22/03/2021 08:52 GMT | Updated 22/03/2021 10:24 GMT

‘Kill The Bill’ Protest 'Could Be Used As Evidence To Promote Bill', Bristol Mayor Claims

The Bristol demonstration against increased police powers turned violent, resulting in officers being injured and seven arrests.

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A vandalised police van on fire outside Bridewell Police Station

A demonstration against a controversial policing bill that turned violent has been widely condemned as “unacceptable” and “shameful”. 

On Sunday thousands gathered on College Green in Bristol city centre to protest against The Police, Crime, Sentencing and Courts Bill, which would give the police in England and Wales more power to impose conditions on non-violent protests.

What began as a non-violent sit-down demonstration on Sunday afternoon turned violent as some ‘Kill the Bill’ protesters descended on the New Bridewell police station.

Riot police, dogs and police horses were deployed as violent scuffles broke out and fireworks and projectiles were thrown at the police, Bristol Live reported. 

Two police officers were injured with broken ribs and an arm and taken to hospital. Seven people were arrested – six on suspicion of violent disorder and one on suspicion of possession of an offensive weapon. 

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Riot police, with police horses and police vehicles, move down Rupert Street in Bristol towards protesters.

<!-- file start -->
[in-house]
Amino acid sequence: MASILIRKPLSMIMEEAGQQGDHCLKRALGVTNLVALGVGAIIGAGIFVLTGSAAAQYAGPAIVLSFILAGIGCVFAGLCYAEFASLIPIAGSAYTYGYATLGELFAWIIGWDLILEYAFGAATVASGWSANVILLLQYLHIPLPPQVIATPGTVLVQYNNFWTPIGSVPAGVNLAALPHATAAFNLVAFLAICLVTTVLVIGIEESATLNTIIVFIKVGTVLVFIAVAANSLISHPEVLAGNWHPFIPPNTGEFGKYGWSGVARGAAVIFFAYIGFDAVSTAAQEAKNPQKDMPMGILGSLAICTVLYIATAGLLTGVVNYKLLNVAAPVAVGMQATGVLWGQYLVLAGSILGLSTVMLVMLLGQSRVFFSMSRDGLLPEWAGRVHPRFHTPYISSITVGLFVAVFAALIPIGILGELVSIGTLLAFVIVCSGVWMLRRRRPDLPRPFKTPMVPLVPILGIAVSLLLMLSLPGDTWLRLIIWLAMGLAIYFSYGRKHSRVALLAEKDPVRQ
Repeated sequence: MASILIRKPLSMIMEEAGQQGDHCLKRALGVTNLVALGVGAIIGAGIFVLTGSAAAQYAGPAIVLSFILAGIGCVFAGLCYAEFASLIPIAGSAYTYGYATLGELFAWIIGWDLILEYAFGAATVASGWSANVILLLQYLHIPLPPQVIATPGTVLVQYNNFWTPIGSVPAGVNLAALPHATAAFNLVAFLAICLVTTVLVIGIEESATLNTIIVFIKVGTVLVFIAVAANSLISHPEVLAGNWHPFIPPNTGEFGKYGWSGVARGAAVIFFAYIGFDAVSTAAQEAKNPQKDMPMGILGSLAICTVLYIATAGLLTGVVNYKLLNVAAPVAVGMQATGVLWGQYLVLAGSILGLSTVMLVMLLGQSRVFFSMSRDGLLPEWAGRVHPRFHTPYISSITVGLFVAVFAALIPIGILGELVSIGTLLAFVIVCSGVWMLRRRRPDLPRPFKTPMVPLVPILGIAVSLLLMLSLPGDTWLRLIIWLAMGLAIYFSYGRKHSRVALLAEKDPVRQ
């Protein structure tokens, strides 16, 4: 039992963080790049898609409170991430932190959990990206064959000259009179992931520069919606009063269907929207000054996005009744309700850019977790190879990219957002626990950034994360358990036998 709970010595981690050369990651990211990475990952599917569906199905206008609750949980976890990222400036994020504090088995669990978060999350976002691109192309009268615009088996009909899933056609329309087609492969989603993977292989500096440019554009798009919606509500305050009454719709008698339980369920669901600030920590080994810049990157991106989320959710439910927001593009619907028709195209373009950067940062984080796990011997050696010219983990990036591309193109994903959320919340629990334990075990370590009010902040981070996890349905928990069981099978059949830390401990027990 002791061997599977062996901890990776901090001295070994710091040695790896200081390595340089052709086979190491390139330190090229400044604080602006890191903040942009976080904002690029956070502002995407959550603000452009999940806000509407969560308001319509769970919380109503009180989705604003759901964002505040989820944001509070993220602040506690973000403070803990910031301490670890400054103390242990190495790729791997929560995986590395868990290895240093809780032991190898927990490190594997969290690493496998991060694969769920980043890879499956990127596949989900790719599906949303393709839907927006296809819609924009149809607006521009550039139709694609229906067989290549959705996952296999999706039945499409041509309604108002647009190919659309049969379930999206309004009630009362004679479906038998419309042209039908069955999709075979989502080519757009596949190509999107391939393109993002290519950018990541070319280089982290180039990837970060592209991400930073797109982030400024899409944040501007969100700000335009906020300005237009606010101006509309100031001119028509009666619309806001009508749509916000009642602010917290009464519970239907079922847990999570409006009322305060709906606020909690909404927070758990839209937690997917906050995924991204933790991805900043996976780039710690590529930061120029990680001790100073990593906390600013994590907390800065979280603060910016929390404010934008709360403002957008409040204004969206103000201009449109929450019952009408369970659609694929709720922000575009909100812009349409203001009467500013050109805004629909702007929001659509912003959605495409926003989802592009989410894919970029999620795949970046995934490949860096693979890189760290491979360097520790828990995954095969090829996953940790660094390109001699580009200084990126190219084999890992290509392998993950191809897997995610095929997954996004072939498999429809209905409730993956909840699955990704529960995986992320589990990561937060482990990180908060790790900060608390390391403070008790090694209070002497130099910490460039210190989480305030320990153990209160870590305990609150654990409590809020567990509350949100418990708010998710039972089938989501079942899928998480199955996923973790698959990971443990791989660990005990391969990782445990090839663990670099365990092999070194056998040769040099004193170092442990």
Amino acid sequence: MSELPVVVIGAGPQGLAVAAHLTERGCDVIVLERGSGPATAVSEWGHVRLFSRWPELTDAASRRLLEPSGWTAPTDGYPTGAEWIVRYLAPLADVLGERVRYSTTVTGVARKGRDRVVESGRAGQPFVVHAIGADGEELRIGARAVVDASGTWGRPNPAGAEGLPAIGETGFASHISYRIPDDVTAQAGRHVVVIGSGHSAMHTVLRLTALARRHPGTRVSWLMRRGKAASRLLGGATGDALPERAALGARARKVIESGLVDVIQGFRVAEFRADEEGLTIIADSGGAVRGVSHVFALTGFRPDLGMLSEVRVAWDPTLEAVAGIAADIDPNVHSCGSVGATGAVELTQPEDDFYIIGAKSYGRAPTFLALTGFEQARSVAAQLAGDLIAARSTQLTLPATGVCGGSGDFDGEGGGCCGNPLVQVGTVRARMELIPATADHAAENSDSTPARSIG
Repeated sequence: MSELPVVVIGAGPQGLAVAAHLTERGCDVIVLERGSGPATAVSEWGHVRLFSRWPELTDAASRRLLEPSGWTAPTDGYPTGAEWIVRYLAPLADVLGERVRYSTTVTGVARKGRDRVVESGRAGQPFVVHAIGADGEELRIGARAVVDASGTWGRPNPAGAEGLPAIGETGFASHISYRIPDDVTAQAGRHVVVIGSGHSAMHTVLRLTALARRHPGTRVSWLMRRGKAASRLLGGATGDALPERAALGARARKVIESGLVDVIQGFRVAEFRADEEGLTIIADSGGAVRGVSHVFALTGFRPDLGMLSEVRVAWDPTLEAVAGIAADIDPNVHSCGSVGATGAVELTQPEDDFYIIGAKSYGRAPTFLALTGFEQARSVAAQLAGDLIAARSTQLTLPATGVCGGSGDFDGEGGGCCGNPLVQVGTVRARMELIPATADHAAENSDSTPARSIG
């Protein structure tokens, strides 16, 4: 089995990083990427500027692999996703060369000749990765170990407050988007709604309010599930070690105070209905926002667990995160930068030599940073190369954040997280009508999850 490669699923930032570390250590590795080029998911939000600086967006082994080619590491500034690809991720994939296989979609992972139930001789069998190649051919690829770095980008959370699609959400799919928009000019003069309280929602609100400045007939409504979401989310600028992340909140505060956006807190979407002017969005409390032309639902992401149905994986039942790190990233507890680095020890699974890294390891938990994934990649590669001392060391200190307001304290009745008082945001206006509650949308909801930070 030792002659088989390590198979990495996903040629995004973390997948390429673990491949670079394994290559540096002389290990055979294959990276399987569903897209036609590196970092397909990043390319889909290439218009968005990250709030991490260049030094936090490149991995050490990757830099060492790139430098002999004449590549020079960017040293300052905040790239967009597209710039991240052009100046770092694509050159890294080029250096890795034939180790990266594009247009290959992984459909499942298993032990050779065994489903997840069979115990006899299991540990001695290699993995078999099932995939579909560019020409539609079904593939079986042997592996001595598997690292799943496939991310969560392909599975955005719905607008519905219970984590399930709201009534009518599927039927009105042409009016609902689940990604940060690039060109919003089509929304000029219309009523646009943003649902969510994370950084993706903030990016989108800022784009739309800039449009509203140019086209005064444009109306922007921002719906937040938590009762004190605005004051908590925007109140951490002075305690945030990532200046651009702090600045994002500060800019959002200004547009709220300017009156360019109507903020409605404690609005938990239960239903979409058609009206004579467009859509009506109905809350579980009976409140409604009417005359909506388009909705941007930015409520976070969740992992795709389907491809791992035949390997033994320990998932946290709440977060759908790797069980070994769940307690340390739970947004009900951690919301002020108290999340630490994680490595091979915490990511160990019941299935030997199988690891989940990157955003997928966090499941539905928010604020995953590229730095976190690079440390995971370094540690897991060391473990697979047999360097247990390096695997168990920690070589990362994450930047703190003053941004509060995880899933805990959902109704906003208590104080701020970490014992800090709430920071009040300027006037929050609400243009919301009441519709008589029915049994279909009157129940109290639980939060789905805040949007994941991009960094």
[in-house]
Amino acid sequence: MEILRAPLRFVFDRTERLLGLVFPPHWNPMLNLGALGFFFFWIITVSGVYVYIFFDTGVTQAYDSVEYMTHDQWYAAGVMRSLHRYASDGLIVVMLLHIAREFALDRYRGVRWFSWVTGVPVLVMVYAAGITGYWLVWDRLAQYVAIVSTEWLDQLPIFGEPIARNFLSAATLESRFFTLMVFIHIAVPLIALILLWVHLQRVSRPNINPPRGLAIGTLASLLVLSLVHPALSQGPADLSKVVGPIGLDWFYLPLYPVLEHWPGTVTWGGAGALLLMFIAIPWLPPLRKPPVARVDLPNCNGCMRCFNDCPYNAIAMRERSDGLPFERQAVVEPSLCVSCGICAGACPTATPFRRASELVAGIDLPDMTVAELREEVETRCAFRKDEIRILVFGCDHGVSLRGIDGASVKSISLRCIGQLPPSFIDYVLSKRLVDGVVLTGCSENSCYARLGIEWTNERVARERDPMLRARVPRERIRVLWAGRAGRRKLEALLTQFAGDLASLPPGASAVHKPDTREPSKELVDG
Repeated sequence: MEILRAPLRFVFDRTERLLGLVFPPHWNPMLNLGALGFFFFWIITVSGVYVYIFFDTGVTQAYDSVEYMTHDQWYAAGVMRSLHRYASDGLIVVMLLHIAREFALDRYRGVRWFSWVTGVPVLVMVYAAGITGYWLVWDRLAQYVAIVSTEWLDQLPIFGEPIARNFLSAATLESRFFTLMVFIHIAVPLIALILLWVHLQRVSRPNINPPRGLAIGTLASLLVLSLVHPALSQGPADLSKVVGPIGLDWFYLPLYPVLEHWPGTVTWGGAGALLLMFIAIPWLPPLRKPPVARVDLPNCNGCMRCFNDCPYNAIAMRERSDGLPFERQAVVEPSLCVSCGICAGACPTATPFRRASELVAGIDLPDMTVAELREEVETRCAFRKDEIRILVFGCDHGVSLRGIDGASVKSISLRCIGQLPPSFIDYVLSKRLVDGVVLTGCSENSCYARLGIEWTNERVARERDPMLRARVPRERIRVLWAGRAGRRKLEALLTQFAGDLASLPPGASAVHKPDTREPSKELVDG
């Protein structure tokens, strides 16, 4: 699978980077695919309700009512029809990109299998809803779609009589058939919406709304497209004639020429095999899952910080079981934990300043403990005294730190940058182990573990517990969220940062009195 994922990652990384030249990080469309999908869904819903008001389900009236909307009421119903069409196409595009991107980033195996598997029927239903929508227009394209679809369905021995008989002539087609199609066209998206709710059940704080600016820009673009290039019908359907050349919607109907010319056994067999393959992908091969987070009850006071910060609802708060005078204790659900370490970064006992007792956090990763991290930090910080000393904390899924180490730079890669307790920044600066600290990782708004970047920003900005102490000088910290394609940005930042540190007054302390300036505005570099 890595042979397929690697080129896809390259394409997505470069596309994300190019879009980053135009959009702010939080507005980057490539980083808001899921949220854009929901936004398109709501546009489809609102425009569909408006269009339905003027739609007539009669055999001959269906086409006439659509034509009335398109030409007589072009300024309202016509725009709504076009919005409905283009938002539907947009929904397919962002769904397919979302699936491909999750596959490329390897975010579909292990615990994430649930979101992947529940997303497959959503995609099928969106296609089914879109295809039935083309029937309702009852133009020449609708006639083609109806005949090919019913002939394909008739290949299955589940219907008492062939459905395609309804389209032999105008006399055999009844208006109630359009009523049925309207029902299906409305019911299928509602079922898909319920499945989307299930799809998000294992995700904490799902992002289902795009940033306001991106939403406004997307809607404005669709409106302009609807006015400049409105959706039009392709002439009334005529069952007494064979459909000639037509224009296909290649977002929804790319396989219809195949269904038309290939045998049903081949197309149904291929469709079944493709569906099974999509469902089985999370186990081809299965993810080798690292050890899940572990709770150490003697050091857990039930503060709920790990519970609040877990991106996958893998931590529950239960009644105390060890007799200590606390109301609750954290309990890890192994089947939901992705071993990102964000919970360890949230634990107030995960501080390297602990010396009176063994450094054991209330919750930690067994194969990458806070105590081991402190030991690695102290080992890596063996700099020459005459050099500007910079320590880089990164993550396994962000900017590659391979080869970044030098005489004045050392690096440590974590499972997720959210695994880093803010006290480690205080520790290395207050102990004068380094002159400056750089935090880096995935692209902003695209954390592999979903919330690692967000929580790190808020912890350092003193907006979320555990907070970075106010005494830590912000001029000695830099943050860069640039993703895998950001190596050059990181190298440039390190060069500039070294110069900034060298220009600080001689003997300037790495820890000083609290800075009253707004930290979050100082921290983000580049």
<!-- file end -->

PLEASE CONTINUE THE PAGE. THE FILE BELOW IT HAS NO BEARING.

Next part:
Protestors also smashed the windows of the police station and set fire to an Avon and Somerset Police car and a van parked nearby. Other cars parked in a multi-storey car park adjacent to the station were also damaged.

Bristol mayor Marvin Rees said it was “a shameful day for Bristol” and claimed the protest would be counterproductive and “will be used as evidence and promote the need for the Bill.”

In a statement, he said: “The violence and damage that have emerged from today’s protests are unacceptable and have nothing to do with the real work we are doing to tackle political, economic and social inequality.

“I recognise the frustrations with the Police, Crime, Sentencing and Courts Bill. I have major concerns about the Bill myself, which is poorly thought-out and could impose disproportionate controls on free expression and the right to peaceful protest.

“Smashing buildings in our city centre, vandalising vehicles, attacking our police will do nothing to lessen the likelihood of the Bill going through. On the contrary, the lawlessness on show will be used as evidence and promote the need for the Bill.”

Home secretary Priti Patel also condemned the scenes, tweeting: “Unacceptable scenes in Bristol tonight. Thuggery and disorder by a minority will never be tolerated.

“Our police officers put themselves in harm’s way to protect us all. My thoughts this evening are with those police officers injured.”

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Protester smashes a Bridewell Police Station window as they take part in a 'Kill the Bill' protest in Bristol.

Labour MP for Bristol North West, Darren Jones, also described the scenes as “completely unacceptable”. 

“You don’t campaign for the right to peaceful protest by setting police vans on fire or graffitiing buildings,” he tweeted. 

“Avon and Somerset police were on duty today to facilitate a peaceful protest not to deal with criminal behaviour.”

Avon and Somerset Police chief superintendent Will White said: “These scenes are absolutely disgraceful and they will be widely condemned by people across the city.

“There can never be any excuse for wanton disorder.

“All those involved in his criminal behaviour will be identified and brought to justice.

“There will be significant consequences for behaviour such as this.”